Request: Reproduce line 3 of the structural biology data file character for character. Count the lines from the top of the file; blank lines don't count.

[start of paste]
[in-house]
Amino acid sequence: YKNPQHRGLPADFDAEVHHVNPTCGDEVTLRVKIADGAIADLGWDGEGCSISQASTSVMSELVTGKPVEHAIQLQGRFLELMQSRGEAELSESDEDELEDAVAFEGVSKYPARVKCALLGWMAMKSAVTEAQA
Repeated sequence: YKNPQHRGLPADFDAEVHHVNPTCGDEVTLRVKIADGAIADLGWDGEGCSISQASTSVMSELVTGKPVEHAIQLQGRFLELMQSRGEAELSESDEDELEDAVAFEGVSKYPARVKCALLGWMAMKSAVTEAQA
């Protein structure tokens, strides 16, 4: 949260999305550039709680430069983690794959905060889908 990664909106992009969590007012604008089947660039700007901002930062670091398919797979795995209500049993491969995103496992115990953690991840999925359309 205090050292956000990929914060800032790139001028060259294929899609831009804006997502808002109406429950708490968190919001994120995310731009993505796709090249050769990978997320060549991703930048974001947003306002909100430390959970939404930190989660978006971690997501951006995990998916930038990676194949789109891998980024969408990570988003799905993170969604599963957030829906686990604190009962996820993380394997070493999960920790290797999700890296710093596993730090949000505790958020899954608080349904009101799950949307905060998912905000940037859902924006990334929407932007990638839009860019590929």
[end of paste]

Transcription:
Repeated sequence: YKNPQHRGLPADFDAEVHHVNPTCGDEVTLRVKIADGAIADLGWDGEGCSISQASTSVMSELVTGKPVEHAIQLQGRFLELMQSRGEAELSESDEDELEDAVAFEGVSKYPARVKCALLGWMAMKSAVTEAQA